In the rarefied world of international espionage, where discretion is considered the better part of valour, no one expects you to be the life and soul of the party.
But shadowy former CIA operative Jason Bourne is laconic even by a spy's standards, according to US actor Matt Damon, who has revealed his iconic character has just 25 lines in the latest Bourne film.
The amnesiac super-spy returns to the big screen next week for the first new instalment of the Robert Ludlum-based thriller series since 2012, and the first starring Matt in nine years.
Jason Bourne, the fifth film in the hit franchise, sees the 45-year-old pitted against Alicia Vikander's Heather Lee, the head of the CIA's Cyber Ops department who is determined to flush out her nemesis.
Paul Greengrass, director of The Bourne Supremacy (2004) and The Bourne Ultimatum(2007) was persuaded to rejoin Matt for the next chapter of the Universal franchise after both men sat out 2012's The Bourne Legacy.
Matt Damon told the London-based Guardian that Paul called him after looking at the finished movie and told him that he only had about 25 lines.
"Well, I've done it three times," Matt Damon said of playing the spy of few words, adding that screenwriter Tony Gilroy made Bourne "a very lonely character" after his girlfriend dies in the second movie.
"I remember Tony writing me an email saying, 'You do realize what this means? You do realize you're not going to talk in this movie.' I said, 'No, I love that'," he said.
$1 million per line
Vanity Fair pointed out in an article published on its website on Monday that, given his limited dialogues, Matt Damon was probably earning at least $1 million a line for Jason Bourne.
Although his fee for being wooed back to the franchise has not been made public, the actor was paid $26 million for The Bourne Ultimatum in 2007, according to Forbes magazine, and earned $25 million for last year's space thriller The Martian.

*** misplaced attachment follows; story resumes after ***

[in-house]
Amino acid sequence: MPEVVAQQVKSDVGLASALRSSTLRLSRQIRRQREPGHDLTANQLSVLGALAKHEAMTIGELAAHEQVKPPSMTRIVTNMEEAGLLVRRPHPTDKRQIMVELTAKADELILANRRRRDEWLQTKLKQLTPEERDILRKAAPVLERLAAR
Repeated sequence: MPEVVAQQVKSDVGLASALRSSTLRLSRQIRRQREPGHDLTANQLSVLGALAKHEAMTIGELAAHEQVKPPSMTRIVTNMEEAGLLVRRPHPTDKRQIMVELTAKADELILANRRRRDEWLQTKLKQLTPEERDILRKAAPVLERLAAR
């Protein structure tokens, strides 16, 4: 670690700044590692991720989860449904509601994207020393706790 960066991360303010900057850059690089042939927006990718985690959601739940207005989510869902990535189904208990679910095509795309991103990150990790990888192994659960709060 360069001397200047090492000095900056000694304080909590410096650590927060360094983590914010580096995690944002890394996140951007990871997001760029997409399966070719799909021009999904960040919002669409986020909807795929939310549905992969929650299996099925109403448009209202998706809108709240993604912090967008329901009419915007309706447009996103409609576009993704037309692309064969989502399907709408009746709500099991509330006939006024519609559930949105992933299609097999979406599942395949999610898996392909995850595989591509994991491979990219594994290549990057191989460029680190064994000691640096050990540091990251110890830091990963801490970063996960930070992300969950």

"The thing about making these films is that they're not like a normal film. With a franchise movie, it's got to turn the wheels of the industry and the studio has to have them," Paul told the Guardian , explaining Bourne's lack of dialogue.
"So you start with a release date. They say we're going to make a new Bourne film and it comes out summer of X. Then they start on a script and invariably the script is not ready in time."
Rather than start filming without a script, Paul said that he and his fellow screenwriter Christopher Rouse hurried the writing process, and dialogue was not a priority.
Matt is not the first star to command a stratospheric fee per word in an action blockbuster -- Arnold Schwarzenegger reportedly got $15 million, or $21,429 per word, for Terminator 2: Judgment Day.
And like the burly Austrian-American, Matt dedicated the energy he might normally have spent on learning his lines into hitting the gym, completing two 90-minute high-intensity sessions every day for 10 weeks.
"I trained a lot more than I ever had done before because Paul Greengrass said that when we see Bourne in the first frame of the movie and it looks like he hasn't been living well, then we don't have a movie," Matt told British newspaper The Daily Telegraph.
"So he really wanted me to be physically fit and lean, so it was a lot of work for me to get there," he added.
When Jason Bourne opens, the protagonist is given secret information that could lead him to more answers about his past, after living in Greece, where he earned pin money as a bare-knuckle boxer.
Tommy Lee Jones plays CIA director Robert Dewey, who leads the government to believe Bourne intends to reveal the names of covert operatives in a mass data dump.
The film sees Matt reunite after a gap of nine years with Julia Stiles, who first appeared in 2002's The Bourne Identity as CIA analyst Nicky Parsons and has gone rogue.
The 35-year-old, who attended the film's glittering US premiere in Las Vegas on Monday alongside Matt Damon and Alicia Vikander, told the Telegraph that Paul Greengrass had a knack of setting his movies in a world that was familiar to audiences.
"He can keep the political issues and the environment very timely and relevant," she said.
"He wrote it a year ago, but it feels shockingly familiar given all the protests and violence that we've experienced in the United States."
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